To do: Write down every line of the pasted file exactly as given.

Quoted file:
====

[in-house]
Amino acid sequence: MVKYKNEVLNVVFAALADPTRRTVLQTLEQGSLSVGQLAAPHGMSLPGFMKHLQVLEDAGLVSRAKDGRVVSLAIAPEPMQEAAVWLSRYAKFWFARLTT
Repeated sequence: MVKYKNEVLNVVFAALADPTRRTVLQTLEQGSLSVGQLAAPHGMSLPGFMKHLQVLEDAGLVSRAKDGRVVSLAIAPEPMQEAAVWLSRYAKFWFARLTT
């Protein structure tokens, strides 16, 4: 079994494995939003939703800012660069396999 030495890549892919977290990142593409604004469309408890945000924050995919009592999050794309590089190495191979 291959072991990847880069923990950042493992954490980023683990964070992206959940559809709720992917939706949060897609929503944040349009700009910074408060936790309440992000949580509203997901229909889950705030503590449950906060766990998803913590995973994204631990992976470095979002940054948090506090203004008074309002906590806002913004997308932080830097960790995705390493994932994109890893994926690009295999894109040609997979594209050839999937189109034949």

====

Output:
[in-house]
Amino acid sequence: MVKYKNEVLNVVFAALADPTRRTVLQTLEQGSLSVGQLAAPHGMSLPGFMKHLQVLEDAGLVSRAKDGRVVSLAIAPEPMQEAAVWLSRYAKFWFARLTT
Repeated sequence: MVKYKNEVLNVVFAALADPTRRTVLQTLEQGSLSVGQLAAPHGMSLPGFMKHLQVLEDAGLVSRAKDGRVVSLAIAPEPMQEAAVWLSRYAKFWFARLTT
């Protein structure tokens, strides 16, 4: 079994494995939003939703800012660069396999 030495890549892919977290990142593409604004469309408890945000924050995919009592999050794309590089190495191979 291959072991990847880069923990950042493992954490980023683990964070992206959940559809709720992917939706949060897609929503944040349009700009910074408060936790309440992000949580509203997901229909889950705030503590449950906060766990998803913590995973994204631990992976470095979002940054948090506090203004008074309002906590806002913004997308932080830097960790995705390493994932994109890893994926690009295999894109040609997979594209050839999937189109034949």